And this includes just about all the common warehouse functionalities, from receiving and put-away to picking, order staging, and shipping, as well as a myriad of other product transport requirements typical of DCs and warehouses.
You know, Netflix was the only company that could figure out streaming video, until suddenly it wasn’t. So, I see an emerging middle class of robotics users in the distribution industry. Other companies of all sizes will start to catch up.
These collaborative robots or cobots, which can look like a bin-carrying Segway, move back and forth among workers throughout the facility, significantly reducing the walking for warehouse associates.
With these robots bringing cheaper and quicker ways to deploy, some robotics providers have even introduced robots as a service (RaaS) business model, leasing these machines to warehouse operators and reducing initial capital costs.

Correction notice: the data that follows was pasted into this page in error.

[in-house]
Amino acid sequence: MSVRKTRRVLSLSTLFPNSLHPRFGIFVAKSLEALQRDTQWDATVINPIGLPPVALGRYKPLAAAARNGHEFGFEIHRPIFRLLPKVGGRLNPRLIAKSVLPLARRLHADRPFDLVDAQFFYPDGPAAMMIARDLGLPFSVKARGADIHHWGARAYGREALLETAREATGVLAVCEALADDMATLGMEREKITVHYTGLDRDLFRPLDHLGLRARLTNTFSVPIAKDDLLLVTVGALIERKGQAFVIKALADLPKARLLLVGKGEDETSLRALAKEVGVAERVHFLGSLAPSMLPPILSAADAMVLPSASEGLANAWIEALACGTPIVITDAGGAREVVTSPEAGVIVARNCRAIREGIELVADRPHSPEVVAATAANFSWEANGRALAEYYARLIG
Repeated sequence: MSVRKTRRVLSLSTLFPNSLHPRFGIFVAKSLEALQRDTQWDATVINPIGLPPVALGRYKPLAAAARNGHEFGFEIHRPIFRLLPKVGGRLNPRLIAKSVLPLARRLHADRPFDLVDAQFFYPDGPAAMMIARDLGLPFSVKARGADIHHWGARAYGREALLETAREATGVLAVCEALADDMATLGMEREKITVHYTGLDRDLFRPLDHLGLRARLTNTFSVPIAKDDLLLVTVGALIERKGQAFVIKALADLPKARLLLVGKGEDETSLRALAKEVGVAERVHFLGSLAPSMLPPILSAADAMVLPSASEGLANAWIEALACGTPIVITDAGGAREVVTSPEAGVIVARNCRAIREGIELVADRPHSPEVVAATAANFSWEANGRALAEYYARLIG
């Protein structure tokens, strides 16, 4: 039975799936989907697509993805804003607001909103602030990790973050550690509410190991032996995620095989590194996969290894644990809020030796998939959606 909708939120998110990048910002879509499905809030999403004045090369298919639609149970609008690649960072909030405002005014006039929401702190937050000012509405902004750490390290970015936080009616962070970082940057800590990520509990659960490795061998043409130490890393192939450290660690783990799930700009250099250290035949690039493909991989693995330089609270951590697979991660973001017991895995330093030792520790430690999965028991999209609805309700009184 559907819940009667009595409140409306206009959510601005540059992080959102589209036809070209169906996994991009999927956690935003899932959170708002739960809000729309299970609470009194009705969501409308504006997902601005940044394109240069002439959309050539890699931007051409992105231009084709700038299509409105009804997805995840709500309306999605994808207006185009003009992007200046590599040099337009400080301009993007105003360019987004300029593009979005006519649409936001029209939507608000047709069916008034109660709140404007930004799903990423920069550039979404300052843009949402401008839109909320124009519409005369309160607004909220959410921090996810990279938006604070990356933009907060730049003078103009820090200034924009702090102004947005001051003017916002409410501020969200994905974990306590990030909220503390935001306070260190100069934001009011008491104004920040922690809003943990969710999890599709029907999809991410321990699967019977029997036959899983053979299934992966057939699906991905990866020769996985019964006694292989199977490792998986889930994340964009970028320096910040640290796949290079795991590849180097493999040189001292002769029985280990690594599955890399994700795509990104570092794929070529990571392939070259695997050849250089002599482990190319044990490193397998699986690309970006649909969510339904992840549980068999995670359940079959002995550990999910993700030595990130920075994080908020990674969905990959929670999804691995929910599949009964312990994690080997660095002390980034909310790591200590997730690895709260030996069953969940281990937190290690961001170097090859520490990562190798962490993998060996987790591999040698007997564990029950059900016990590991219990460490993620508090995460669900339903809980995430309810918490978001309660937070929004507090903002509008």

Automation is one major lever that companies can pull. Robots won’t replace workers in the near future, but rather make them more efficient and productive. Humans will be “crew chiefs,” commanding and maintaining teams of robots.
Robots can also help with your worker recruitment while closing the generation gap among warehouse workers.
It will improve the quality of experience for the workforce because instead of constantly walking and doing rote manual things, individuals will learn how to manage the robot to keep it up and running. It will create a career path, a more sophisticated skill set, and ensure the evolution of jobs does not leave long time workers behind.